I’m not saying Gundy is a visionary. But the OSU coach’s reasoning for the three-man quarterback weave was sound. He couldn’t pick a QB who had stood out from the crowd, and who could?
Buddy Teevins died last week. Teevins was a long-time football man. Head coach at Tulane, Stanford and Dartmouth. Helped coordinate the famed Manning Passing Academy.
Teevins had an epiphany back in 2010. He was concerned about player safety on the gridiron, so Teevins decreed that Dartmouth practices no longer include player-on-player tackling.
Big Green workouts focused on technique, and for practice, players tackled dummies. But no player-on-player.
Some lauded Teevins’ stance. Some even followed suit. Others mocked the concept, essentially saying the country has gone to pot.
I’ll not enter the debate. But I will supply some facts.
Teevins became head coach at his alma mater for the second time in 2005. In his first five years back at Dartmouth, the Big Green went a combined 9-41. Then came the no-tackling edict. Dartmouth over the next five years went 31-19. And after that, still not tackling in practice, Dartmouth produced four 9-1 seasons — 2015, 2018, 2019 and 2021.
Did the tackling ban help? I have no idea. I do know, it didn’t hurt. And Dartmouth soared when it quit hitting so much in practice.
But I do endorse this: How about we be less quick to call for a dunce cap for coaches who try something new and quirky?
Mike Gundy, for example.
Gundy’s experiment with a three-man weave at quarterback apparently is over.
OSU rotated quarterbacks Alan Bowman, Garret Rangel and Gunnar Gundy for each of the Cowboys’ first three games. Each played roughly a third of each game, with none distinguishing himself.
Gundy widely was mocked.
Then Gundy went all the way with Bowman on Saturday at Iowa State. The Cowboys lost 34-27, Bowman played about the way he collectively had played through three games, but the OSU offense was better.
Who knows what Gundy will do a week from Friday against Kansas State? Go with Bowman? Go all the way with either Rangel or his son? Bring on freshman Zane Flores? Direct snap every play to tailback Ollie Gordon?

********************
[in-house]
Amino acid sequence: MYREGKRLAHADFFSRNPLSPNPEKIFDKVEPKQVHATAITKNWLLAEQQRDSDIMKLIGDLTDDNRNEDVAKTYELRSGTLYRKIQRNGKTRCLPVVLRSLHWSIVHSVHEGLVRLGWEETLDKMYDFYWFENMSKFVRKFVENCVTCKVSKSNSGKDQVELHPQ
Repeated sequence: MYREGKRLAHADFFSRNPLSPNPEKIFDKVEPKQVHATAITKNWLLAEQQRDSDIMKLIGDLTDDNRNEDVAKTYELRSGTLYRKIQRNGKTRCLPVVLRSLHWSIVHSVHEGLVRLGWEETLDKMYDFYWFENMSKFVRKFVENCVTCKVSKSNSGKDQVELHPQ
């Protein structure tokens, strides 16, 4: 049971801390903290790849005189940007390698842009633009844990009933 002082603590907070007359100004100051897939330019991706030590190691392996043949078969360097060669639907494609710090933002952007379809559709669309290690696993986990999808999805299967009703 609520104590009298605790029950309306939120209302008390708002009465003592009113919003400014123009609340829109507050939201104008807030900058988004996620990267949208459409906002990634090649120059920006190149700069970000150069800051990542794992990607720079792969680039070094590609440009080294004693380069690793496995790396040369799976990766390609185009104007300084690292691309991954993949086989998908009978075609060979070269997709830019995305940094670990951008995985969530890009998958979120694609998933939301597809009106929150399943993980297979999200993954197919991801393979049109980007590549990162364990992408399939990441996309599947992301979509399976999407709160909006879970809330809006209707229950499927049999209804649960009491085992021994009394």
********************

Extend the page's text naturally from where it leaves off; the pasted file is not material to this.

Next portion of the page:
I don’t know what Gundy should do or will do. But I know what we should do as lovers of American football. Don’t be so quick to dismiss new wrinkles, no matter how ridiculous they strike us initially.
Innovation comes from experimentation, and many are widely panned. Fear of the unknown. Concepts from facemasks to the forward pass were widely panned yet quickly adopted. And what now is embedded in the game took decades to appear.
College football moved goal posts from the goal line to the end line in 1927, but the National Football League kept the posts in the field of play through 1974, apparently to cold-cock as many wide receivers as possible.
Spread offenses didn’t come to college football until the 1950s and weren’t widely embraced until the 1990s. Now only the obstinate won’t spread the field to create defensive gaps.
Some innovations are less successful. Arkansas high school coach Kevin Kelley became famous for never punting. In 2009, Time magazine listed Kelley’s no-punt offense as one of the year’s best inventions, in a group that also included the AIDS vaccine. Kelley eventually became head coach at Presbyterian College, where he went 2-9 in his lone season and resigned. And across America, virtually every football team continues to punt.
I’m not saying Gundy is a visionary. But he’s not necessarily a dunce, either.
Gundy’s reasoning for the three-man quarterback weave was sound. He couldn’t pick a QB who had stood out from the crowd. I was with Gundy. I couldn’t, either.
Some claim the rotation came at a cost, with practice reps and team chemistry and such. Maybe so. That’s quite possible. It’s also possible those elements were improved in Stillwater.
Spreading the practice reps creates more depth. And if Gundy and the rest of us can’t pick out a QB, seems likely the majority of the Cowboy roster would be the same. Giving each a chance might have enhanced team chemistry. Everybody’s candidate gets on the ballot.
Of course, the best reason to rotate quarterbacks is so one can emerge as the clear superior choice. That didn’t happen in Stillwater, which is part of the problem not just defending the three-man weave but the bummer start to this season. If OSU had better quarterbacking and better overall talent, this season wouldn’t have crashed into the ditch.
Fans and media — heck, coaches too — are loath to sign off on quarterback rotations because they see so few these days. That was not always the case.
Plenty of superb coaches have alternated quarterbacks, from Steve Spurrier to Tom Landry to Bob Devaney. Chuck Fairbanks dabbled in a QB platoon in 1972. And from 1949-52, three Rams coaches alternated Bob Waterfield and Norm Van Brocklin, sort of an anti-OSU situation. Don’t know who to play because both were fantabulous.
But the QB platoon mostly gave way, and these days a coach has to be awfully comfortable in his own skin to go against such a grain. Especially alternating three.
Gundy’s ploy didn’t work. OSU’s offense stinks and the Cowboys haven’t found a quarterback. At least not yet. So stick the three-man weave deep into a desk drawer. It’s not likely to return.
But don’t stick Gundy deep into a desk drawer. Without coaches trying new things, American football still would look an awful lot like rugby, teams would be punting on third down as often as fourth down, and the Big Green of Dartmouth would have a lot more injuries and a lot fewer victories.